As if witnessing American artist John La Farge’s voyage first hand, visitors to the Yale University Art Gallery see paintings with earth-toned borders scattered around walls of blue and turquoise.

The exhibition, titled “John La Farge’s Second Paradise: Voyages in the South Seas, 1890-1891,” evokes memories of a vivid trip to the deep South Pacific Ocean. Curated by Lisa Hodermarsky, Sutphin family associate and curator of prints, drawings and photographs, the exhibition displays a collection of some of the finest works from La Farge’s voyage.

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La Farge set out on his trip to the South Pacific in 1890. One of the first Americans to travel there without a political or military agenda, he visited Hawaii, Samoa, Tahiti, Rarotonga, Fiji, Australia, Indonesia, Singapore and Ceylon (now Sri Lanka).

The first-floor exhibition space — where “Second Paradise” is on view — was booked, and it was challenging to find a slot of time in which a private tour was not being led. After a 15-minute long phone call with the public relations representative and talks with multiple security guides, I was finally able to secure a brief window of time to experience La Farge’s works.

I was directed to begin in the very left corner of the gallery, in which a small blurry painting of a lava precipice, “The Great Pali,” was secured next to a small block of text describing La Farge’s experience in Hawaii. In Hawaii, the vast majority of his works were completed in watercolor on gouache in an impressionist style, almost as if the vast beauty of the Hawaiian landscape could only be described in large strokes of vibrant color.

Moving clockwise around the border of the room, with a map stationed in the center of the exhibition for occasional reference, I was able to follow La Farge’s journey chronologically.

The evolution of La Farge’s style was increasingly evident as I walked around the aquamarine walls. In Samoa, La Farge focused on capturing native dances and culture in his works through expressionism; in Tahiti, his worked seemed mythological and somewhat biblical with depictions of the human figure juxtaposed with majestic landscapes; in Fiji, Indonesia, Singapore and Ceylon, he depicted dances and monuments with a sense of nostalgia and a reverence for the sublime.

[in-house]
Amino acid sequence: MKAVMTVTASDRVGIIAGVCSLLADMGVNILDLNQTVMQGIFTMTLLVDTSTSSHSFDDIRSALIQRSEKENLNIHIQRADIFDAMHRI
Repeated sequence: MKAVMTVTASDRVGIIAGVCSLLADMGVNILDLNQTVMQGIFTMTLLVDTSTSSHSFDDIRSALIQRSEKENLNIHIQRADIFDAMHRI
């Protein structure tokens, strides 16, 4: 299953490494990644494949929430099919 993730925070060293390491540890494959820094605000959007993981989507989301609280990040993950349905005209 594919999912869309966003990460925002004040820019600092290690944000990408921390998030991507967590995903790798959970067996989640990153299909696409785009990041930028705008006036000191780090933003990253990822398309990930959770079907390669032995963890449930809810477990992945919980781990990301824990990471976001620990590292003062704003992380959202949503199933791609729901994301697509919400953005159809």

His sketchbooks are scattered under small glass cases — most are no larger than three by six inches. Yet, within the seemingly insignificant scraps of paper lay the most intricate notes of Polynesian culture, of the Hawaiian language, of the flora and fauna on Samoa. I found myself looking at the scribbles and imagining La Farge holding the very sketchbook in front of me, sitting on the shore of Fiji sketching the landscape.

Halfway around the loop I encountered one of the most striking pieces in the gallery, “The Entrance to Tautira River, Tahiti Fisherman Spearing a Fish.” The largest oil-on-canvas painting completed during La Farge’s South Pacific expedition, it stands boldly on the center of the back wall next to the lines of smaller works. The piece depicts a fisherman standing in a body of water in a valley formed by a mountain range. Compared to reality, the figure is no bigger than a soda can, and holding his spear, he waits for the perfect moment to plunge it into the vast blue waters. The man, who stands with a companion, is dwarfed by the range of tall lavender and green mountains looming in the background.

Humility — that is precisely what the La Farge exhibition evokes. Viewers will truly appreciate La Farge’s efforts to capture the tangible beauty of the South Pacific — a world that was not yet open to visitors simply hoping to experience it. Like people from the 19th century, even if you never get a chance to visit Fiji in person, La Farge’s works in “Second Paradise” will take you there.

“John La Farge’s Second Paradise: Voyages in the South Seas, 1890-1891” will run until January 2.